Monday when I left for school it was raining. The rain froze as it hit the car, and since the car wasn’t warm yet, by the time I drove the half mile down our road toward county road three I had to stop to scrape my window. I almost fell when I got out of the car, the road was so slick. It was a very slow ride to school. It was a crazy weather day. When I got out of school it was snowing and blowing and visibility was terrible. By 5:00 it was clear and the sun was shining.
Tuesday after school Mom and I went to Cavalier so the country nurse could give me a tetanus shot so we could finish my health form and send it off to Concordia Wisconsin.
Wednesday was Ash Wednesday. I had a hard time getting dressed because my arm was so sore from the shot. It was another picture day. We retook the volleyball picture so we would have the right stats in the picture. We didn’t get much done in senior math as Mrs. Hollis kept going off on tangents. People kept asking me if I was going to prom. I’d reply, “Only if someone asks me, and nobody will, so I guess I won’t be.” They would then point out that I went by myself Jr. Year. It’s one thing to go to a prom that you’ve spent hours the prior week prepping and decorating for but how socially pathetic do you have to be to go alone twice. Twenty people came to church that night. Only seven stayed for the youth group coffee after. The big news of Wednesday was that I got a scholarship from Concordia University Wisconsin. The Presidential Scholarship would cover about a third of my expenses and was renewable provided I managed to keep my GPA over a 3 point each semester.
Thursday Mr. Hanson took some time out of business law to inform us that Kevin would be the valedictorian and three of us would be co-salutatorians, Terry, Peter, and me. That meant that half the class would be making speeches for graduation. In Math I gave Mrs. Hollis a hard time for missing playing organ at the Lenten service the night before. I also made it to Shop during study hall so I could work on my bookcase. After school I helped set up for the Science Fair. My arm was still hurting so I just taped numbers on the tables. After that I went to a Year Book meeting. After that was a workshop for the school play. I got out of doing charades. I did everything else but I’ve always hated charades.
Friday was the school science fair. Thanks to Mr. Watson (the previous science teacher) once Science was an elective you were no longer required to do a project. He also eliminated the science fair for the 1st to 4th grade, reasoning, correctly that the parents worked harder on them than the students did. There was an experiment where you soaked a hardboiled egg in vinegar for like a month and then it would bounce—if I remember right, Peter, Jason, & Peggy had all done that project in various years. Juniors and seniors taking the science elective spent the day helping out. We also paired up to act as judges for the fifth and sixth grade projects. I was paired with Jr. Corey. We judged 6th grade projects. Basically, I asked all the questions and made all the decisions and Corey wrote them down. Jr. Paul and Kevin were also judging 6th graders. As I wrote it then:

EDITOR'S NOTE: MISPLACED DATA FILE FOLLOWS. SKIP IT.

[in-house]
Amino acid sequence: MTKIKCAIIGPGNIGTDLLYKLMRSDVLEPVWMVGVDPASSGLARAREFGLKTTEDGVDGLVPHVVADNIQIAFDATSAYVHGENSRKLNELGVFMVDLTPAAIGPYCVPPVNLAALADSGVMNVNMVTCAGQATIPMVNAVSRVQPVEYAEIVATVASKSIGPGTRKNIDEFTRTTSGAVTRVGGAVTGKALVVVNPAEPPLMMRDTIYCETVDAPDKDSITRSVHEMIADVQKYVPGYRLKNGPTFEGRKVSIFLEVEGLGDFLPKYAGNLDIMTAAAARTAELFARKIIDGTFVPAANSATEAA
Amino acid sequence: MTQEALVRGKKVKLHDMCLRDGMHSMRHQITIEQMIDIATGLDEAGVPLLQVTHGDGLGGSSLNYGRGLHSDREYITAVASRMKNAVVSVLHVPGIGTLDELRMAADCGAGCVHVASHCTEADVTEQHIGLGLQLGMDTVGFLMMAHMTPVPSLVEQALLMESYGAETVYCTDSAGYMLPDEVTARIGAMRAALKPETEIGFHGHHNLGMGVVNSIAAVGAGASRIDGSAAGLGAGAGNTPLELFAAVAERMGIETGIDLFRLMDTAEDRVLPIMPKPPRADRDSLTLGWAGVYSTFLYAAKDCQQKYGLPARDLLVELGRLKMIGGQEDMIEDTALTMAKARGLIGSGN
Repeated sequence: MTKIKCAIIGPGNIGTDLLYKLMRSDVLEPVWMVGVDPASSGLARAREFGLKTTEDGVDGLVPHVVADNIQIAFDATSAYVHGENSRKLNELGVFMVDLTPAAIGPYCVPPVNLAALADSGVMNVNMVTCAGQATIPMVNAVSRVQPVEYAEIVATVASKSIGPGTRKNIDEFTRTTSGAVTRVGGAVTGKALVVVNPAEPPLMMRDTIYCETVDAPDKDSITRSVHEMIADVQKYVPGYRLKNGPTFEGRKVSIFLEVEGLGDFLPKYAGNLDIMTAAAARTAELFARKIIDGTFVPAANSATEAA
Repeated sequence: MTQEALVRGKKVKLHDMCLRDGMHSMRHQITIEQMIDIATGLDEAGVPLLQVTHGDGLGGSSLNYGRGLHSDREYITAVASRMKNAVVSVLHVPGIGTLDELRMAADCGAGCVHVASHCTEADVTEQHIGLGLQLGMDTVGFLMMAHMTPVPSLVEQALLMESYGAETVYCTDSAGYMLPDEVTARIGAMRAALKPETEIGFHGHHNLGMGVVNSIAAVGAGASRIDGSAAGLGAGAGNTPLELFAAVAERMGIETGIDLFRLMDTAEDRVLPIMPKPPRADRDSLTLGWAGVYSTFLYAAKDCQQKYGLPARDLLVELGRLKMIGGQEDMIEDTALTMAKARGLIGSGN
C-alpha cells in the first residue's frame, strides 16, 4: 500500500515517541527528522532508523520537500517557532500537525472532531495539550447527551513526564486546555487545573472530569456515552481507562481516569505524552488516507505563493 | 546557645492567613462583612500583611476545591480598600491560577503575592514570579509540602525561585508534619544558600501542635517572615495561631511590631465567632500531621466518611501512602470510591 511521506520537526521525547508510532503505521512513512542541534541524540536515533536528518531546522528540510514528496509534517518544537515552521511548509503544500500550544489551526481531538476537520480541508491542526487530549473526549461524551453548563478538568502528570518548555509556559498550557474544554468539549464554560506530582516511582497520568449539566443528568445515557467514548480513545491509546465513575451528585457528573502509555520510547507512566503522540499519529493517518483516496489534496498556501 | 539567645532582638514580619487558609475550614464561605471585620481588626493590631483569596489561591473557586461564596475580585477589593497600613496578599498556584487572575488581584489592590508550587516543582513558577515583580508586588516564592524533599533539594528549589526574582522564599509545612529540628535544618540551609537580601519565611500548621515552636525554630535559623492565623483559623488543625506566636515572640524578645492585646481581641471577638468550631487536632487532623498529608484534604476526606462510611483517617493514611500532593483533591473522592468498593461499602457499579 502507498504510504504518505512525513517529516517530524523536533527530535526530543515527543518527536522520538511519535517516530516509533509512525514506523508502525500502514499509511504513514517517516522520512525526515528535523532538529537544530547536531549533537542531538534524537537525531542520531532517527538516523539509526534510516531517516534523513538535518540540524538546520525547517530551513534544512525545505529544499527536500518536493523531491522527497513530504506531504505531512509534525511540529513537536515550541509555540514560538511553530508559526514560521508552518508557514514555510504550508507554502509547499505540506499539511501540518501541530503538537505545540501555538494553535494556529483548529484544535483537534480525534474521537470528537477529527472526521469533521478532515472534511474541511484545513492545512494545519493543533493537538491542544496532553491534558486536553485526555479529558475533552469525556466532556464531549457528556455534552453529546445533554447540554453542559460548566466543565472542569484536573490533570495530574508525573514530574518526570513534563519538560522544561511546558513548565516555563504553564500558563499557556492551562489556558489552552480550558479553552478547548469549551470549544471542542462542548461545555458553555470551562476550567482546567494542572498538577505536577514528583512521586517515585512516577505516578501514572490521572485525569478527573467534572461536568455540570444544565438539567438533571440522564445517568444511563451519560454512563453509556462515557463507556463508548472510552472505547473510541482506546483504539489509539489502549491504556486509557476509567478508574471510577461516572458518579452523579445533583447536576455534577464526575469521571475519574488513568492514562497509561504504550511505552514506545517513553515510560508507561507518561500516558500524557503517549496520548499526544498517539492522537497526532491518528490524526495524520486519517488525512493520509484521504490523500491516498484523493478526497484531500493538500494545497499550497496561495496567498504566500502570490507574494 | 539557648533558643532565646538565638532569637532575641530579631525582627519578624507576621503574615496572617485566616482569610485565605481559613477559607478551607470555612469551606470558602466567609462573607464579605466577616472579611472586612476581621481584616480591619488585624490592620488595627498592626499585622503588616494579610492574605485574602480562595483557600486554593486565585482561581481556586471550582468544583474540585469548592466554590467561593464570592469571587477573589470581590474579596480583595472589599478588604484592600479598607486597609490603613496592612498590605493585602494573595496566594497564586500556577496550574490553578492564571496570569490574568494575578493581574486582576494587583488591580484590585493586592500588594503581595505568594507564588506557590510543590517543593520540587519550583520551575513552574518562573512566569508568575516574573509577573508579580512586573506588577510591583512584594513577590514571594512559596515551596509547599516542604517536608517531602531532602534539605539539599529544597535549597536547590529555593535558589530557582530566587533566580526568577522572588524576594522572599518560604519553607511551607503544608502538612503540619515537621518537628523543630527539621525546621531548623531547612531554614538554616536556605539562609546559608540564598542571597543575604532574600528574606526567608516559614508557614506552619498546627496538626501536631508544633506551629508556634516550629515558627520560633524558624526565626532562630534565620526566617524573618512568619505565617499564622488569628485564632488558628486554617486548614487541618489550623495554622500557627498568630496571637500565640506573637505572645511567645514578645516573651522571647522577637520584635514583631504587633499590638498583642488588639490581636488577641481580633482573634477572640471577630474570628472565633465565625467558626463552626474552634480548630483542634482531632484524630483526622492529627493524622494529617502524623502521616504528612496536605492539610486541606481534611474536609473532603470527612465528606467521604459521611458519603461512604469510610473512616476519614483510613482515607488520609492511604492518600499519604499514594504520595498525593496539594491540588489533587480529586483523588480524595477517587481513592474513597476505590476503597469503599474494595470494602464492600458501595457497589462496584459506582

After the 6th graders left for lunch we tallied our scores, then Kevin said, “Let's pretend were judging Tooter.” So we went, but he wouldn’t answer our questions, but Rachel jumped up very eager to talk about her project. Then we went back to Tooter and grilled him. Man it was funny. Next we did J.J. It was a riot. His project didn’t make sense at all.
The students we pretened to judge were freshmen. All the jr. high and high school students projects were judged by people Miss Kassian invited from UND. Without fail the real judges all had backgrounds in biology which made for a deep disadvantage if your project was in another field.
With the end of the Science fair my little reference business was over. I made three bucks. I gathered all the books on the topics, copied any articles we had and gave them a page with all the title and page number citations in the school's reference books that pertained to their topic I could have made $4 but I turned down one client. I still use the one I turned down as a teaching example in my work. When I asked her what her project was on she said, “Rocks.”
“What about rocks?”
“You know, like different kinds of rocks and stuff.”
“Is it about properties or how they are formed or where you find them?”
“It’s just all about rocks.”
"I need something more specific to work with, there are too many resources to gather about rocks.”We went in circles like this for a few minutes and then I told her that she could come and find me when she narrowed her topic. She never did.
Mom and Dad had gone to Plumas, MB, to visit the church that had issued the call to my dad. They didn’t get home until 9:30. Mom and I stayed up until 12:30 talking about what moving there would entail. The parsonage was small: one bathroom, two bedrooms, and only three closets in the entire house and no place at all for Dad’s books. Mom wasn’t sure how she would handle it. A lot of stuff would have to go.
Saturday I slept in until 11 am. I then spent the day taking my room apart. Mom was encouraging me to get rid of some junk. That night she went to a homemaker’s dinner and I made pancakes for Dad and Myself. We watched Star Trek the Next Generation and then Columbo together.
Sunday I taught Sunday school. In the afternoon the LYF went curling in Cavalier and because I was one of only two members who had ever curled before they made me a skip. I didn’t like that because if you are not sweeping it’s very easy to get cold on the ice. I was proud of myself for not falling down at all.That night the Simpsons was on and Bart was writing my all time favorite sentence on the board, “I will not waste chalk.”
lhg edited and approved.